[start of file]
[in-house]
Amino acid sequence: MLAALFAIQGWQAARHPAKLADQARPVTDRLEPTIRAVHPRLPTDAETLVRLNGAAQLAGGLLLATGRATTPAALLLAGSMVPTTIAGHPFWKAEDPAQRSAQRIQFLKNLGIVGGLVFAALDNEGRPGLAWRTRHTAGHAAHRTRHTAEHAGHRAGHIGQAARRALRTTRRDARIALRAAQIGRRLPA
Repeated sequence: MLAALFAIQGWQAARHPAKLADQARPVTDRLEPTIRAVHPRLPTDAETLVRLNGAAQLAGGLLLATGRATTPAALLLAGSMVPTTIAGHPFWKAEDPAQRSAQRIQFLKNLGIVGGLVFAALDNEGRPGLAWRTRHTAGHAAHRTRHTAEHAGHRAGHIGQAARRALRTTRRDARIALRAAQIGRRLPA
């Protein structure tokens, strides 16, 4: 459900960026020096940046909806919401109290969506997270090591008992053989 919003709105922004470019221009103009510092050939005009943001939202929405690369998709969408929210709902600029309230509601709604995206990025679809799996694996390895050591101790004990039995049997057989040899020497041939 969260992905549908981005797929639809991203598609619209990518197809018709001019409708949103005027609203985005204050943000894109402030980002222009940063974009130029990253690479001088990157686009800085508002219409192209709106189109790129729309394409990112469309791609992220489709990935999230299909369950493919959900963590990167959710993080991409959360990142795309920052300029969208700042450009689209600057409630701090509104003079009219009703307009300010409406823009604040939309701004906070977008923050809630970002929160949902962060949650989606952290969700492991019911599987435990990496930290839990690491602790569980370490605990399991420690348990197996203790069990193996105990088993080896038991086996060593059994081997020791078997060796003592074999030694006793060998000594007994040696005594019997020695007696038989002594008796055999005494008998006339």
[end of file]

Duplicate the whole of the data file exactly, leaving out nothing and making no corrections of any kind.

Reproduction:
[in-house]
Amino acid sequence: MLAALFAIQGWQAARHPAKLADQARPVTDRLEPTIRAVHPRLPTDAETLVRLNGAAQLAGGLLLATGRATTPAALLLAGSMVPTTIAGHPFWKAEDPAQRSAQRIQFLKNLGIVGGLVFAALDNEGRPGLAWRTRHTAGHAAHRTRHTAEHAGHRAGHIGQAARRALRTTRRDARIALRAAQIGRRLPA
Repeated sequence: MLAALFAIQGWQAARHPAKLADQARPVTDRLEPTIRAVHPRLPTDAETLVRLNGAAQLAGGLLLATGRATTPAALLLAGSMVPTTIAGHPFWKAEDPAQRSAQRIQFLKNLGIVGGLVFAALDNEGRPGLAWRTRHTAGHAAHRTRHTAEHAGHRAGHIGQAARRALRTTRRDARIALRAAQIGRRLPA
């Protein structure tokens, strides 16, 4: 459900960026020096940046909806919401109290969506997270090591008992053989 919003709105922004470019221009103009510092050939005009943001939202929405690369998709969408929210709902600029309230509601709604995206990025679809799996694996390895050591101790004990039995049997057989040899020497041939 969260992905549908981005797929639809991203598609619209990518197809018709001019409708949103005027609203985005204050943000894109402030980002222009940063974009130029990253690479001088990157686009800085508002219409192209709106189109790129729309394409990112469309791609992220489709990935999230299909369950493919959900963590990167959710993080991409959360990142795309920052300029969208700042450009689209600057409630701090509104003079009219009703307009300010409406823009604040939309701004906070977008923050809630970002929160949902962060949650989606952290969700492991019911599987435990990496930290839990690491602790569980370490605990399991420690348990197996203790069990193996105990088993080896038991086996060593059994081997020791078997060796003592074999030694006793060998000594007994040696005594019997020695007696038989002594008796055999005494008998006339």